My money is also on stubbornness. Seriously, have you seen the stuff Bernie believers post?
To the pragmatists, I'd like to say I was hearing the same kinds of things twelve years ago about a guy named Obama. Sure he's brilliant, inspirational, articulate, intellectually nimble; but are the voters of the Rust Belt ready to elect an African-American?
Turns out they were. And maybe they would be ready for a woman this time around. But we'll never know, because democracy is cruel.
It's a lesson I learned repeatedly in my childhood. I ran often for student body positions, and never won a single one. As a Boy Scout, I wasn't voted into the Order of the Arrow until the summer before my senior year, and was never elected Senior Patrol Leader. I was also a member of DeMolay, the Masonic youth organization for boys, which had a less democratic approach to promoting officers: once you were on the junior/senior/master counselor track, you typically made it to the top unopposed. My election from senior to master counselor was opposed: the junior counselor didn't want to wait out my six month term, jumped the queue, and beat me in the election. I wasn't elected to Honor Society until my senior year of high school, despite having the highest GPA in my class.
I look at the preceding paragraph and am astounded at how much resentment is encapsulated there. I can also see why, as an adult, I have never run for a competitive office. I've accepted offices I was nominated to, but the simple truth is that I don't trust elections to pick the best person for the job.
Now the failed candidacy of Elizabeth Warren has reinforced this opinion in a huge way. I don't hold anything against the African-American voters who were as loyal to Biden as young white progressives are to Sanders; in fact, I think they're, as a group, the most clear-eyed voters this country has, carefully weighing electability (they didn't side with Obama until he'd demonstrated he could win primaries), knowing that one thing this country can't afford is another four years of bigoted authoritarianism, and taking into account the most reliable indicator of all in choosing an opponent to Donald Trump: who is he the most afraid of running against?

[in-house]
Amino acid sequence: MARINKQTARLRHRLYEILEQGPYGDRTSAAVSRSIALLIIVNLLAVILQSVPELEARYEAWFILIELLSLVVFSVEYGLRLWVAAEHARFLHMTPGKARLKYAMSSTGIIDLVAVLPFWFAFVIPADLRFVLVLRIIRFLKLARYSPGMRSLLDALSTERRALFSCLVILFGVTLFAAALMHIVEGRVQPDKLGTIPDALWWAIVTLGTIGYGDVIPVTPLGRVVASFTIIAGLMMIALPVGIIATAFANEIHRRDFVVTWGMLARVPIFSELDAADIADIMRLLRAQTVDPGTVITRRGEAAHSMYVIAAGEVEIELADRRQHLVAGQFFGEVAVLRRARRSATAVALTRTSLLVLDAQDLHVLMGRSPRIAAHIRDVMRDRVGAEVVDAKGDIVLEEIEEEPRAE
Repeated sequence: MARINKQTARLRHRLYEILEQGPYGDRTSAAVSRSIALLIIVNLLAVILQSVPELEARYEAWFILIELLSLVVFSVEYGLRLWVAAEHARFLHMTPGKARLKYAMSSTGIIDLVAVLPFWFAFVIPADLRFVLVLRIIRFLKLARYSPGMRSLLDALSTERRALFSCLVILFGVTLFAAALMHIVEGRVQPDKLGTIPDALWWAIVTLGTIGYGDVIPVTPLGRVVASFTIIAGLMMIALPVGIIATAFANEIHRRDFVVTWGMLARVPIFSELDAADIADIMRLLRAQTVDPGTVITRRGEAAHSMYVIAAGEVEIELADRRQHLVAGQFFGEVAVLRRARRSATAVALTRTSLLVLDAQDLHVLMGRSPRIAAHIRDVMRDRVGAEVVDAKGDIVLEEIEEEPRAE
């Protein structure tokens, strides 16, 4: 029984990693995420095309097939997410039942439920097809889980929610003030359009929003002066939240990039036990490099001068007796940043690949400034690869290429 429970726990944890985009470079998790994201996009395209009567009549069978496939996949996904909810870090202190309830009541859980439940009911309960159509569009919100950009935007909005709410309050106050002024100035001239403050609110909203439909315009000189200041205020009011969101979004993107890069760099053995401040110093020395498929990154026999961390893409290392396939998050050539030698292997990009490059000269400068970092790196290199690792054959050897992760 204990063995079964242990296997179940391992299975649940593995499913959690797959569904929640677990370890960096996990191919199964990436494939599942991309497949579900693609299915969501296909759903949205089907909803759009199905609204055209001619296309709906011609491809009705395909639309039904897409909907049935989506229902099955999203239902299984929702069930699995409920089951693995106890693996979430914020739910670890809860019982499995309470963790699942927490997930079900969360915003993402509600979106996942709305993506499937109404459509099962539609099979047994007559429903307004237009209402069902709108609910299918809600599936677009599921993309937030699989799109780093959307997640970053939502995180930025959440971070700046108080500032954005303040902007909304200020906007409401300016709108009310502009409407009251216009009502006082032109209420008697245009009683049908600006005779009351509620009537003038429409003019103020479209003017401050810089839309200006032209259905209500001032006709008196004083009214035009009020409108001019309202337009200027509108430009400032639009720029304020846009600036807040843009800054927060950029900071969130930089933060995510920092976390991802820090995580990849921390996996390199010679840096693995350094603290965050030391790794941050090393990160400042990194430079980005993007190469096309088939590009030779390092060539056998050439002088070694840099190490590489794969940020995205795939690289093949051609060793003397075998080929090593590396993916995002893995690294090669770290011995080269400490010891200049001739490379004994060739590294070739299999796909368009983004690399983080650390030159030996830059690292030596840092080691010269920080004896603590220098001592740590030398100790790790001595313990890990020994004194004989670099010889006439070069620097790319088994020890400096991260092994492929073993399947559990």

I understand all this, and I know that a Biden presidency, for all the compromises the progressive wing is certain it will bring, is likely to be more effective at restoring liberal democracy to this country than that of any other candidate. I'll vote for him in November. I may even write nice things about him between now and then.
But I'm sad I won't get to vote for Elizabeth Warren this May, when Oregon's late primary finally happens. And once again, my opinion of democracy has been confirmed: it's a cruel, dumb way to pick a leader. No amount of reforms can make it less dumb and cruel.
It's also the only way to do it that doesn't collapse into tyranny. But that's a topic for another essay, another time.
Meanwhile, I'm going to be paying much more attention to the calculus of politics in the days ahead as I decide which old white man to vote for in May.